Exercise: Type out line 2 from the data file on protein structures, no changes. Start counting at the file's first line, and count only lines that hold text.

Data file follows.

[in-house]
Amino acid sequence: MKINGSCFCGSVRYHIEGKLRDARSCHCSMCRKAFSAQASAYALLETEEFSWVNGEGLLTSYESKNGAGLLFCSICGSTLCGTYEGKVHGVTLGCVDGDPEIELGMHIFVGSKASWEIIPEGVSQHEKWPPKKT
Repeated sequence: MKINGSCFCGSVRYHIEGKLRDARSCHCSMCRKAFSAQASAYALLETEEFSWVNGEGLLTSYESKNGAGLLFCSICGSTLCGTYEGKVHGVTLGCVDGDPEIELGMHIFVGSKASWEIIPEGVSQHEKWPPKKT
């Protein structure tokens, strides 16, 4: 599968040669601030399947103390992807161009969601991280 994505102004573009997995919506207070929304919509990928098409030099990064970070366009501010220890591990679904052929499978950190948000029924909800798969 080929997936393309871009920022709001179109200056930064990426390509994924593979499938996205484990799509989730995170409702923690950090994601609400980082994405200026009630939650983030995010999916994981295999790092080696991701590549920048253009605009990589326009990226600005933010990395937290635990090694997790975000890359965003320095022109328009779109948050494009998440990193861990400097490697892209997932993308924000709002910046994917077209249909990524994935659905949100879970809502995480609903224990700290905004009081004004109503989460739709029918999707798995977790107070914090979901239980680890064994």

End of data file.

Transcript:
Amino acid sequence: MKINGSCFCGSVRYHIEGKLRDARSCHCSMCRKAFSAQASAYALLETEEFSWVNGEGLLTSYESKNGAGLLFCSICGSTLCGTYEGKVHGVTLGCVDGDPEIELGMHIFVGSKASWEIIPEGVSQHEKWPPKKT